Many financial developments are expected for the new year and, unfortunately, most of them might not be met with glee. They include tax rises, plus higher energy bills, rail fares and pub prices.
These “will leave us worse off by the time we struggle to the end of 2022,” said Sarah Coles, senior personal finance analyst, Hargreaves Lansdown (HL.L).
But there are some positives Brits can look forward to, such as the end of the loyalty penalty for insurance customers, lower water bills, and less admin burden for families of those who have lost a loved one.
In either case, it's best to plan ahead and “be prepared for the worst 2022 can throw at us," said Coles.
Here are 22 key changes to watch out for in 2022, according to Hargreaves Lansdown.
1. 1 January: Full UK customs declarations required on goods coming from the EU
This will mean a lot more paperwork for hauliers and more checks at ports. There are fears this could mean more bottlenecks, and supply chain problems, which could make it even trickier for shops to keep the shelves full in the new year.
2. 1 January: The end of the loyalty penalty for home and motor insurance consumers
When you’re sent a renewal quote, your insurance company will have to offer you the same deal that they would give to new customers.
This will effectively kill off the practice of ‘price walking’, where you’re offered a cheap deal to tempt you in, and then every year your renewal gets more and more expensive.
It’s good news for those who stick with one provider, but it’s likely to mean the end of very cheap deals for those who are prepared to keep switching.
3. 1 January: Inheritance tax reporting rules change
There will be less paperwork for thousands of people with no inheritance tax to pay, because it broadens the rules for people who don’t have to submit full accounts to HMRC when going through probate. It should spare 230,000 people the extra stress each year.
4. 3 February: Interest rate meeting
The markets are expecting an increase in rates in early in 2022. Weak growth figures and the rapid rise of the Omicron variant make the exact timetable difficult to forecast, but rates are likely to end 2022 higher than they are now.
Mortgage and savings rates have already been rising towards the end of 2021, as markets started pricing in a rise. But while mortgage and credit card rates are likely to rise in the wake of any Bank of England rise, the impact on savings will be far less striking. There’s a good chance a number of banks won’t pass rates on at all, while others will only pass on a fraction of the rise, and even then, they could delay it for weeks.
In this environment, it’s tempting to become a "wait-and-see saver", putting off fixing a savings rate until rates are higher.
But Coles said the uncertain timing of any rise means that if you put off a switch, and wait it out in a dismal high street savings account paying 0.01%, you’ll miss the opportunity for a better rate in the interim.
5. 4 February: Ofgem announces new energy price cap
The announcement, which comes in February and is implemented in April, is going to reflect far higher wholesale prices, plus the cost of the industry picking up the pieces after energy company failures.
Read more: Three more UK energy companies go bust
“We can expect annual bills to rise by hundreds of pounds,” said Coles.
Ofgem may also announce the results of its consultation into how the cap operates. This is likely to change the rules to allow energy companies to bump up prices when wholesale prices go through the roof. The idea is to try to prevent more energy company collapses at times of runaway energy prices.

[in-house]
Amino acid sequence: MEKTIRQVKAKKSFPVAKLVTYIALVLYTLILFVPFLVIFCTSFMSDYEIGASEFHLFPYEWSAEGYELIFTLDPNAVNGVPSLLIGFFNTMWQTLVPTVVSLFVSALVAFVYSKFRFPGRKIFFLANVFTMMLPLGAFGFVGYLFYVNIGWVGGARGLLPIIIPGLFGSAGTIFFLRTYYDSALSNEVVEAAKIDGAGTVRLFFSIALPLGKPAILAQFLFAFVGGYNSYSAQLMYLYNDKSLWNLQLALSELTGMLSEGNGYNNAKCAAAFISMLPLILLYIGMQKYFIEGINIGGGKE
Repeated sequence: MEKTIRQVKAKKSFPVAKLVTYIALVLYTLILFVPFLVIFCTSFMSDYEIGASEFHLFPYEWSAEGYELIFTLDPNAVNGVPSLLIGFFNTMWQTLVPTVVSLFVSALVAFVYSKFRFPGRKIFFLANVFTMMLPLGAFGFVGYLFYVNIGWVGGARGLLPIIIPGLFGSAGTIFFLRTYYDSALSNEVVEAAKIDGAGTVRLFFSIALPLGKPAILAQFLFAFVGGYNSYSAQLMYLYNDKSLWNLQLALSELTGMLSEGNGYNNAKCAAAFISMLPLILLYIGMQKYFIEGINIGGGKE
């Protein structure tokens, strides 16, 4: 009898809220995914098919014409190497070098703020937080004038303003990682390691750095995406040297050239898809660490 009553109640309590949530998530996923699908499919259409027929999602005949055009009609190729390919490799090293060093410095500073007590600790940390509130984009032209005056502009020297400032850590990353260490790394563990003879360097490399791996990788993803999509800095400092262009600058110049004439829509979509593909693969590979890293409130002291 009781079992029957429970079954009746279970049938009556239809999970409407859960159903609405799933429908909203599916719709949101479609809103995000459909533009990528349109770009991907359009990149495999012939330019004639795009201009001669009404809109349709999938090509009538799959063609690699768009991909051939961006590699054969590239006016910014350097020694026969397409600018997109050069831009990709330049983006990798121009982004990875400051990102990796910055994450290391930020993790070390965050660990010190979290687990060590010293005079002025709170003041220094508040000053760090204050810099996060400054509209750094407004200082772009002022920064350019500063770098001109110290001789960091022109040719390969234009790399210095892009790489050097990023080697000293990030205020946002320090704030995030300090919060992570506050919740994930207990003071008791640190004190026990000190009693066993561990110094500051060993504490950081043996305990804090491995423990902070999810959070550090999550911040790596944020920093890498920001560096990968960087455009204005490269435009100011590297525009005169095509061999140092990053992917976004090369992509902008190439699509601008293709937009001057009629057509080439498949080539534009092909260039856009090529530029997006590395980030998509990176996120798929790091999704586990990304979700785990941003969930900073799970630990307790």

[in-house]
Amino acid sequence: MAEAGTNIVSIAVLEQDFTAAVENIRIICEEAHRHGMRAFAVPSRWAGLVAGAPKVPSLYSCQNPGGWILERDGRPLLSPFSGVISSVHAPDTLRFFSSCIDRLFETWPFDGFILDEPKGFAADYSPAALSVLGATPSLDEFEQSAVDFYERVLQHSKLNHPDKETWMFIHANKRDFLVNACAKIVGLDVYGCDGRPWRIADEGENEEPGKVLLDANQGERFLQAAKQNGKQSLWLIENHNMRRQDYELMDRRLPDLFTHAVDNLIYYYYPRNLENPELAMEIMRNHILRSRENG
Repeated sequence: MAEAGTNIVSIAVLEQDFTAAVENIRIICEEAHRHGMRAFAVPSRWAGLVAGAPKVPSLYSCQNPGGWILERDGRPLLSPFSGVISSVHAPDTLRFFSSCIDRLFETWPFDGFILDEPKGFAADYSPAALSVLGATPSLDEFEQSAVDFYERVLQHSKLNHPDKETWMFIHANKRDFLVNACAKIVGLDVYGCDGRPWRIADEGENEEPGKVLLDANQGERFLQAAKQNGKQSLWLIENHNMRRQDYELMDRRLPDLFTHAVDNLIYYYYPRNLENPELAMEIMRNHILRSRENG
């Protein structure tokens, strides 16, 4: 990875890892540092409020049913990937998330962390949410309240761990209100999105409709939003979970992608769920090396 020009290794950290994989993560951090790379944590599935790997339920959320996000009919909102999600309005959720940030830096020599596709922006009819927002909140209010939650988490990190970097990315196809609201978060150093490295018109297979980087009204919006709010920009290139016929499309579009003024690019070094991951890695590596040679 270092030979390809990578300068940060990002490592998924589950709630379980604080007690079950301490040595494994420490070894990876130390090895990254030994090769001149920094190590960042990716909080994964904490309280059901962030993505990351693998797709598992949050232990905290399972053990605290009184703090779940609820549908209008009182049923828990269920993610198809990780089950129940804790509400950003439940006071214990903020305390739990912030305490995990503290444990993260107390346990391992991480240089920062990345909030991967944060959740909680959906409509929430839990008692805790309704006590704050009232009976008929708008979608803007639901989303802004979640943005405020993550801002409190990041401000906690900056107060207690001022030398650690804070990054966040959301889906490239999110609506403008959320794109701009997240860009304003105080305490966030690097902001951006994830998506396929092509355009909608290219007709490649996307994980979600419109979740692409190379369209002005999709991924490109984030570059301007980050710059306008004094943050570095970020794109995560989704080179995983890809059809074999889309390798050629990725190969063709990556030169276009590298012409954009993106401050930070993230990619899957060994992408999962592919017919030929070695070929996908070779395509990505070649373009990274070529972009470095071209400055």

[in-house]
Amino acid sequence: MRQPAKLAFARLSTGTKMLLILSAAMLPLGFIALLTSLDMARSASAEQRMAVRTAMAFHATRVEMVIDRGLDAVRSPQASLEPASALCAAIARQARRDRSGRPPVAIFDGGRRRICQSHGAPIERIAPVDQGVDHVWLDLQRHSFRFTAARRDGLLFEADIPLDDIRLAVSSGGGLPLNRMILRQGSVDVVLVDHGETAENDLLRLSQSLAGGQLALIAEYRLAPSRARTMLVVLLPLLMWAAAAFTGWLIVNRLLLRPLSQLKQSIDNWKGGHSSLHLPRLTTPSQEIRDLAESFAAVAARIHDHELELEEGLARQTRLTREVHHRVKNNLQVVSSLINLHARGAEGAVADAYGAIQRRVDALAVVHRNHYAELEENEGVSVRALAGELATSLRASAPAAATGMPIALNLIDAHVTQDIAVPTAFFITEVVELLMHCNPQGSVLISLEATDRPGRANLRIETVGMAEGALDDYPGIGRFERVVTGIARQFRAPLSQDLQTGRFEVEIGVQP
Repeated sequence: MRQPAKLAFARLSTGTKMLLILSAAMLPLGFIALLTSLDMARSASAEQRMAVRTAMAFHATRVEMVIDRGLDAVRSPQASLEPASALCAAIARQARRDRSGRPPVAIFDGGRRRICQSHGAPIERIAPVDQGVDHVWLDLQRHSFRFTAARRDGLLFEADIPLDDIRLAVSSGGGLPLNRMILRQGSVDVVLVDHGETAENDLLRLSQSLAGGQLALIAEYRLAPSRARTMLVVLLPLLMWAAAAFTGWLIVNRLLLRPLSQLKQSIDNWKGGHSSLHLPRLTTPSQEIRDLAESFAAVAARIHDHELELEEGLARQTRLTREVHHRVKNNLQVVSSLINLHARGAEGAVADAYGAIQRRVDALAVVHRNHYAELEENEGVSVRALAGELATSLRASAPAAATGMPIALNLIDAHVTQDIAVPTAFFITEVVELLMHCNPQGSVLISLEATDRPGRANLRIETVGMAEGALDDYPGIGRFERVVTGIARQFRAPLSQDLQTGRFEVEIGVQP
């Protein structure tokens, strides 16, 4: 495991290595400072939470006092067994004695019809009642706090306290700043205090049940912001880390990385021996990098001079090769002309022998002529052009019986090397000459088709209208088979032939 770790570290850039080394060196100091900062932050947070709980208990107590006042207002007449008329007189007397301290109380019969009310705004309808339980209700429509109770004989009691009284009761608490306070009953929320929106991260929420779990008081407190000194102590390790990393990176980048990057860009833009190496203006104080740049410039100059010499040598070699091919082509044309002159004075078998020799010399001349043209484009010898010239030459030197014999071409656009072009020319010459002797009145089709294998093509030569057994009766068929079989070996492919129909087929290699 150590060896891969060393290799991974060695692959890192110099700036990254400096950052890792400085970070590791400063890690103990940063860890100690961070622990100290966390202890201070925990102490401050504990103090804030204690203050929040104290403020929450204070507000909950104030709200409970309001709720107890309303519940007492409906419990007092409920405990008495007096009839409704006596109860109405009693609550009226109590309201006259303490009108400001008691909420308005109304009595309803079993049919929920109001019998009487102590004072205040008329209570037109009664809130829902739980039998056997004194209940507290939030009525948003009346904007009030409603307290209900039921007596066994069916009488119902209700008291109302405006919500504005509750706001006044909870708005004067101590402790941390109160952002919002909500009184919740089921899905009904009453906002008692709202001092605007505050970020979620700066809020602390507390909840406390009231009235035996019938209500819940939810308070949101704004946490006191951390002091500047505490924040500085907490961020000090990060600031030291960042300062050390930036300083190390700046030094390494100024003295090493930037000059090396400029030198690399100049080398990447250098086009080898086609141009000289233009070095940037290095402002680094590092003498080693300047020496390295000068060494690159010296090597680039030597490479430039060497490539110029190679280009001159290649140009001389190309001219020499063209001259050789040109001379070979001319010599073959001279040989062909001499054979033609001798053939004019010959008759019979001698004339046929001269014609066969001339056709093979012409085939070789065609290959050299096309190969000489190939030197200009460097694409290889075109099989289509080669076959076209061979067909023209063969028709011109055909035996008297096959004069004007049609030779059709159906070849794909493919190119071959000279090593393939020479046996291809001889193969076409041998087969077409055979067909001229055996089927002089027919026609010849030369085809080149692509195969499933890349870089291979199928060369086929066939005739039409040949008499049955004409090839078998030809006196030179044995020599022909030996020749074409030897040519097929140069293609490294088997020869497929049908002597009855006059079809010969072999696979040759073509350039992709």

6. 1 March: Rail fares rise
This is expected to be delayed from January, in the same way it was in 2021. It’s usually linked to retail price inflation in July, which would put rises at 3.8%, and would mean a big hike in ticket prices.
However, there is no confirmation of either the rise or the timing, as the government keeps delaying the announcement.
This makes life particularly difficult for people trying to plan their travel and monthly budgets for next year.
"If you’re considering a move further from the office, or working from home for at least part of the week, it makes it much trickier to work out what that means for your finances if you have no idea what the commute will cost you," Coles said.
7. 31 March: 12.5% VAT rate for hospitality and tourism set to end
The tax break for businesses in hospitality and tourism has been gradually phased out, and comes to an end in March. This has helped some companies keep a lid on prices despite losing so much money during lockdowns and then wrestling with runaway wage costs.
But there’s a risk this change will prompt price rises in pubs and restaurants.
8. 1 April: Energy price cap comes into effect
April is going to see all sorts of prices rise, and higher energy prices are going to be particularly painful. The current cap of £1,277 (£1,698) could rise by £500 or more.
This isn’t a fixed cap on the most you can pay: it’s a cap on prices for the average user. If you burn through more energy, or live in a large or inefficient house, you could see prices rise even further.
9. 1 April: Annual TV licence fee change is scheduled
At the moment, it is unclear how the licence fee will change. The BBC asked for an inflation-linked rise, and the government rejected the proposal. Brits could see a smaller rise or the licence fee frozen altogether.
10. 1 April: Council tax rises
The Budget paperwork included the fact that councils will be able to raise tax by 2% - plus another 1% for social care – without holding a referendum. The enormous rise in the cost of social care, and the additional cost of national insurance on council wage bills, is going to put them under real pressure, so many of them are likely to raise council tax as much as they possibly can.
11. 1 April: Inflation expected to peak
Early forecasts put the peak in April, on the assumption that with the warmer weather, demand for energy will fall, and that by then some of the supply chain problems would have eased.
It remains to be seen whether this will be enough to put the brakes on inflation.
12. 1 April: National living wage and minimum wage rise takes effect